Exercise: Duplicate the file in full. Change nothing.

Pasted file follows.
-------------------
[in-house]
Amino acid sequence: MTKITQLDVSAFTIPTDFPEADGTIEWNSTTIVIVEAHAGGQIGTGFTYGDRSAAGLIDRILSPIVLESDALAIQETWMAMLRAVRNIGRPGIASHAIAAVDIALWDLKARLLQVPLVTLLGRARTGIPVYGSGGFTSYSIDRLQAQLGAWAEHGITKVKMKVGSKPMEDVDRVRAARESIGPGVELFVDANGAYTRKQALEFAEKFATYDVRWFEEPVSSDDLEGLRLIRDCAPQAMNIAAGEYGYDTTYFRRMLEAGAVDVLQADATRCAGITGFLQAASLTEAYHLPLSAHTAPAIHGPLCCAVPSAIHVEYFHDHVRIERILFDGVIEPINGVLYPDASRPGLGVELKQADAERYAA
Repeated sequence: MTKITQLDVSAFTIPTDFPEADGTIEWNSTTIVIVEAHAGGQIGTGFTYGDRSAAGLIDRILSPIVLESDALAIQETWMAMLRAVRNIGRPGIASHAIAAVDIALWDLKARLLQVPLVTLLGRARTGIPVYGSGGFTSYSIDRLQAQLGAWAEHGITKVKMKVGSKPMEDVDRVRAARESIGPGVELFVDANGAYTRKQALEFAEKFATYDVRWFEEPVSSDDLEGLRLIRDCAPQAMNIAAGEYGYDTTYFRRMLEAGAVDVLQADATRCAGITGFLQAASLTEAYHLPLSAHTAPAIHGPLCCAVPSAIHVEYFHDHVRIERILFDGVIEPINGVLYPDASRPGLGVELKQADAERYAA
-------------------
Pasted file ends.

[in-house]
Amino acid sequence: MTKITQLDVSAFTIPTDFPEADGTIEWNSTTIVIVEAHAGGQIGTGFTYGDRSAAGLIDRILSPIVLESDALAIQETWMAMLRAVRNIGRPGIASHAIAAVDIALWDLKARLLQVPLVTLLGRARTGIPVYGSGGFTSYSIDRLQAQLGAWAEHGITKVKMKVGSKPMEDVDRVRAARESIGPGVELFVDANGAYTRKQALEFAEKFATYDVRWFEEPVSSDDLEGLRLIRDCAPQAMNIAAGEYGYDTTYFRRMLEAGAVDVLQADATRCAGITGFLQAASLTEAYHLPLSAHTAPAIHGPLCCAVPSAIHVEYFHDHVRIERILFDGVIEPINGVLYPDASRPGLGVELKQADAERYAA
Repeated sequence: MTKITQLDVSAFTIPTDFPEADGTIEWNSTTIVIVEAHAGGQIGTGFTYGDRSAAGLIDRILSPIVLESDALAIQETWMAMLRAVRNIGRPGIASHAIAAVDIALWDLKARLLQVPLVTLLGRARTGIPVYGSGGFTSYSIDRLQAQLGAWAEHGITKVKMKVGSKPMEDVDRVRAARESIGPGVELFVDANGAYTRKQALEFAEKFATYDVRWFEEPVSSDDLEGLRLIRDCAPQAMNIAAGEYGYDTTYFRRMLEAGAVDVLQADATRCAGITGFLQAASLTEAYHLPLSAHTAPAIHGPLCCAVPSAIHVEYFHDHVRIERILFDGVIEPINGVLYPDASRPGLGVELKQADAERYAA